As authorities in California battle devastating wildfires across the state, experts are weighing the infernos’ effects on wildlife.

The weeks-long Soberanes Fire near Big Sur, for example, has been burning through areas of sagebrush, an important animal habitat.

“[Sagebrush destruction] greatly affects the wildlife that depends on it,” a spokeswoman for the Bureau of Land Management told FoxNews.com. Sagebrush provides food and shelter to more than 300 species, such as sage grouse, the sagebrush lizard and various songbirds, she added.

The spokeswoman noted that when sagebrush is destroyed, invasive weeds often take over. “It can take up to 40 or 50 years for sagebrush to grow back,” she said.

The Soberanes Fire, which has been burning since July 22, has spread across 79,000 acres and is 60 percent contained, Cal Fire said Thursday evening.


California’s rich natural environment means that wildfires are tearing through multiple ecosystems.

In Southern California, firefighters are attempting to control the Blue Cut Fire north of San Bernardino that has reportedly burned dozens of buildings and forced more than 82,000 people to evacuate their homes. The inferno that started out Tuesday as a small patch of flame next to Interstate 15 in the Cajon Pass had scorched 35,969 acres and was 22 percent contained by Thursday, according to Cal Fire.

“A fire of that size might take out focused resources [for animals] such as springs or riparian woodlands, that are already rare in that environment,” Thomas Scott, a natural resource specialist at the University of California, told FoxNews.com.

Riparian woodland that adjoins a river or stream can be a rich habitat for wildlife, and is an important part of an area’s ecosystem.

“This is an area that doesn’t have a lot of woodland -- it’s largely a transition zone between mountain and desert,” Scott explained. “In these mountain transitions there are a lot of plant species that are only found in certain areas.”

The area, for example, is home to the rare San Bernardino Mountains Monkeyflower.

The Blue Cut fire came after several steady weeks of major fires in drought-ravaged California, even though the full force of the traditional fire season has yet to arrive.

Experts in Northern California also have been assessing the fires’ impact, which varies dramatically from area to area, according to Rick Macedo, chief of the California Department of Fish and Wildlife's Habitat Conservation Planning Branch.

The effects of the Clayton Fire, for example, which is in Oak woodland northwest of Sacramento, will be very different from last year’s nearby Valley Fire that spread across 76,000 acres, he explained.

“In Oak woodland, the fire goes through the grasses,” he said, noting that thick trunks also help woodland trees survive.  “After the fire goes through, you will see things like creeks flow with more water because some of the vegetation has been taken up by the fire.”

The feeding habitat for many animals can actually improve after a woodland fire as younger, more nutritious shrubs emerge from the burned soil the following spring, according to Macedo.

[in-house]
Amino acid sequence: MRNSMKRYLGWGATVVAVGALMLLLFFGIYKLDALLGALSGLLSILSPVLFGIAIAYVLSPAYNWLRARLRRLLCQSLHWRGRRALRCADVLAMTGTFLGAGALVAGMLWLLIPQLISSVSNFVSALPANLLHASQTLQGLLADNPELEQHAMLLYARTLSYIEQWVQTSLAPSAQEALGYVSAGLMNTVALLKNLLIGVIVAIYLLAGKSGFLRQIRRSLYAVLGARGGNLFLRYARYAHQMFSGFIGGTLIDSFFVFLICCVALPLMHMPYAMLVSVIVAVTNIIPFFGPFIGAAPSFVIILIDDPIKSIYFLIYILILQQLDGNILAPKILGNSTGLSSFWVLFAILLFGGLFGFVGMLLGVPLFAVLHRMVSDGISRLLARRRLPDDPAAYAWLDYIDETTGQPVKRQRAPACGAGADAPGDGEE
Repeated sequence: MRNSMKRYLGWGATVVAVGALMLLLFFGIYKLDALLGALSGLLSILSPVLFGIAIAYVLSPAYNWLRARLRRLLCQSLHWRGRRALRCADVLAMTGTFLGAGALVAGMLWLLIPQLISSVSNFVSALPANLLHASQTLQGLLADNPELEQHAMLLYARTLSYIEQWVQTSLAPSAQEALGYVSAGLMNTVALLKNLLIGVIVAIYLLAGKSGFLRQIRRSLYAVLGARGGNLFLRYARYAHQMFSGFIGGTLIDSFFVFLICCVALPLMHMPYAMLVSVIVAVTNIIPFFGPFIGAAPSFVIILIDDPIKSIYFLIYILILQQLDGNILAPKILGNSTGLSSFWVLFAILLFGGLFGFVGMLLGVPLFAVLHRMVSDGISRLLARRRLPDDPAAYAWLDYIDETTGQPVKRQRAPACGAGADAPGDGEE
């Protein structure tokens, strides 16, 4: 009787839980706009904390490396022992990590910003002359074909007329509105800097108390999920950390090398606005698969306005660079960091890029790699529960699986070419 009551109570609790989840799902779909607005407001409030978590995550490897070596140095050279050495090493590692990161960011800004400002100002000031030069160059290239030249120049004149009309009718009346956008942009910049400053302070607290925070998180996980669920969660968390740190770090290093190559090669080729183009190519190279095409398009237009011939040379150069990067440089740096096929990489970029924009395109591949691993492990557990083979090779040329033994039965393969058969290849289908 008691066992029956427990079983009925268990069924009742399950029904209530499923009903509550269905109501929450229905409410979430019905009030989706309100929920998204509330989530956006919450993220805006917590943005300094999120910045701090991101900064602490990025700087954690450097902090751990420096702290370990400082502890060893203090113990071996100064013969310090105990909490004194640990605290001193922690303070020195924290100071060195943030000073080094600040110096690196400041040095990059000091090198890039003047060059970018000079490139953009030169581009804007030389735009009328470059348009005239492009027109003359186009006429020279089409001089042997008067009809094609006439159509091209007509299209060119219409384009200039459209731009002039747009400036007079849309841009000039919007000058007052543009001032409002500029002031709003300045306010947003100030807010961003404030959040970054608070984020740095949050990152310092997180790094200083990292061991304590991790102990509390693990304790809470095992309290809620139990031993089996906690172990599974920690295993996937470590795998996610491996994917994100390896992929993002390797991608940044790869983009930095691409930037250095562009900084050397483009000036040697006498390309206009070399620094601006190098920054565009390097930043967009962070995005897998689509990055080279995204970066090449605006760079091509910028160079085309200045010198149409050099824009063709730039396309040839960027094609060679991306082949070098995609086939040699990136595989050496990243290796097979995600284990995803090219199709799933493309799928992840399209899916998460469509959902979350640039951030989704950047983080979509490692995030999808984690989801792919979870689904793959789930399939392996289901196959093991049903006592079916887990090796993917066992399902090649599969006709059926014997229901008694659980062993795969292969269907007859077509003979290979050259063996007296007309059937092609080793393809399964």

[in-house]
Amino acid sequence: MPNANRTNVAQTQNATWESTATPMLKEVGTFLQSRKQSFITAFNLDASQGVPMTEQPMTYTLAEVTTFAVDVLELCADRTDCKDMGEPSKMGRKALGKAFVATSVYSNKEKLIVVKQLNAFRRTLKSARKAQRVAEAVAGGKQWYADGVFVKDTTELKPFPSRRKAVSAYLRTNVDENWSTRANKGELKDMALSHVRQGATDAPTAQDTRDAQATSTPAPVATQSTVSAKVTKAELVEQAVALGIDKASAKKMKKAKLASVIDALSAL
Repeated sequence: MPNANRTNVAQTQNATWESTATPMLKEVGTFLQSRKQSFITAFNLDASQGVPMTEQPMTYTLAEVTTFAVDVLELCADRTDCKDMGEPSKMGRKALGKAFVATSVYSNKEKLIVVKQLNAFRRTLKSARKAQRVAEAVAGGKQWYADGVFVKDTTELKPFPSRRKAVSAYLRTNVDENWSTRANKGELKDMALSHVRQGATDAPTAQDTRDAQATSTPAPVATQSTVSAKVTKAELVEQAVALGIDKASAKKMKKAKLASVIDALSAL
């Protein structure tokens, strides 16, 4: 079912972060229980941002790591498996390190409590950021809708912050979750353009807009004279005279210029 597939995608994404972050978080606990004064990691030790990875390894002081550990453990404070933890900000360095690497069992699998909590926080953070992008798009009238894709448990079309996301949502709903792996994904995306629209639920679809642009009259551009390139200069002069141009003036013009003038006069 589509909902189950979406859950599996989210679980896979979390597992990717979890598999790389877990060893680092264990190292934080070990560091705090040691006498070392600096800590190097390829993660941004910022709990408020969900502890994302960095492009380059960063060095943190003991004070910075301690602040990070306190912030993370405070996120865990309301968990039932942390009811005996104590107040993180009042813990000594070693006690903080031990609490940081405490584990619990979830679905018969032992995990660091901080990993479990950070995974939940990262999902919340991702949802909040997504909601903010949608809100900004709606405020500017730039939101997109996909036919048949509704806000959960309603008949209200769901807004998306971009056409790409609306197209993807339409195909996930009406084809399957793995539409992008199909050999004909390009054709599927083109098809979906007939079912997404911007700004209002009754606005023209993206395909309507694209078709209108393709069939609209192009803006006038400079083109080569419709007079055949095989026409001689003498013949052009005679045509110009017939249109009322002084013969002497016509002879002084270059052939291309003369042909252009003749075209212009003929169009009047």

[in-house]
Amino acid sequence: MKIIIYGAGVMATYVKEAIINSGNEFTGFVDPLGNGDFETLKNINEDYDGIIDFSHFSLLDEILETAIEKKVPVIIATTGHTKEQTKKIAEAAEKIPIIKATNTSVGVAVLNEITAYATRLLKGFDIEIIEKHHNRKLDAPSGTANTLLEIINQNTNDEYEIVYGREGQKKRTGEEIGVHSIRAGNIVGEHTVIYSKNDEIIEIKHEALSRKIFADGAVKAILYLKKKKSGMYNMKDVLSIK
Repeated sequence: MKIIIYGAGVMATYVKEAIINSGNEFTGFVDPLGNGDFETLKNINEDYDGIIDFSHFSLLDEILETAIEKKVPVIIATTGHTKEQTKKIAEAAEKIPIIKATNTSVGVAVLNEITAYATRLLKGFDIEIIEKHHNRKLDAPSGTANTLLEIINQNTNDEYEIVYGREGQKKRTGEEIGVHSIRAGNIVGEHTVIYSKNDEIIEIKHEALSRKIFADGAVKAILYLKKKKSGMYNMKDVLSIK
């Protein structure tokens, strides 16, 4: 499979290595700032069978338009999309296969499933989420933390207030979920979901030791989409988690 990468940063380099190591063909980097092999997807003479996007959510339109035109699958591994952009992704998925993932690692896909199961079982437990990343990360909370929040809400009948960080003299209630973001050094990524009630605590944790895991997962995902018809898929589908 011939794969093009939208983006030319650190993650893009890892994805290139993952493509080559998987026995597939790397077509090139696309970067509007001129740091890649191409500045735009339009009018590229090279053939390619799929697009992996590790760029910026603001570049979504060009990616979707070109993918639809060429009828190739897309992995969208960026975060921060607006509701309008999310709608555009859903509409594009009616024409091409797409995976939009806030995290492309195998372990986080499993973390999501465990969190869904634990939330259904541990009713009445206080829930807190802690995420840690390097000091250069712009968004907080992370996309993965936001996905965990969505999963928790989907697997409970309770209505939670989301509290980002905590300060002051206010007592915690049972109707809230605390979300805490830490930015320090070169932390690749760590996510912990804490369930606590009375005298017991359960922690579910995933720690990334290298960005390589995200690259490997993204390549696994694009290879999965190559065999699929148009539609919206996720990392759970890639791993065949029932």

However, the Valley Fire, which occurred in a higher elevation, cooler, coniferous forest, caused much more long-term damage. “The fire ‘crowned’ in the trees, burning canopies,” Macedo said. “In the coniferous forest the trees are less resilient -- there will be no acorn production because the trees are dead and there’s limited nesting for birds.”

Set against this backdrop, it could take a decade for some plant species to return, limiting the food available for animals.

“The first animals you would expect to reoccupy the burned area will be birds that can fly in and out, and small mammals like mice,” Macedo added.  “The slowest group to return is the carnivores like foxes and mountain lions -- they need the small mammals to provide them with food.”

No data is available on the number of animals expected to perish in California’s wildfires, although studies of other fires indicate that many animals were able to escape the infernos. Researchers, for example, were surprised that a fire at Yellowstone National Park in 1988 did not take a higher toll on wildlife.

A U.S. Forest Service report on the 2013 Rim Fire in California’s Stanislaus National Forest found that many bats and birds flew away from danger, and small animals like lizards, snakes and gophers escaped into burrows or unburned areas. Many of the forest’s population of California mule deer were at higher elevations when the fire occurred, so were saved.

However, squirrels and wood rats may not have been as fortunate, the report said, noting that some skunk, coyote and bear probably died in the fire.

A California man was arrested Monday on arson charges for allegedly sparking the Clayton Fire, which spread across 3,929 acres Friday. Cal Fire says that the blaze is 65 percent contained.

The Associated Press contributed to this report.

Follow James Rogers on Twitter @jamesjrogers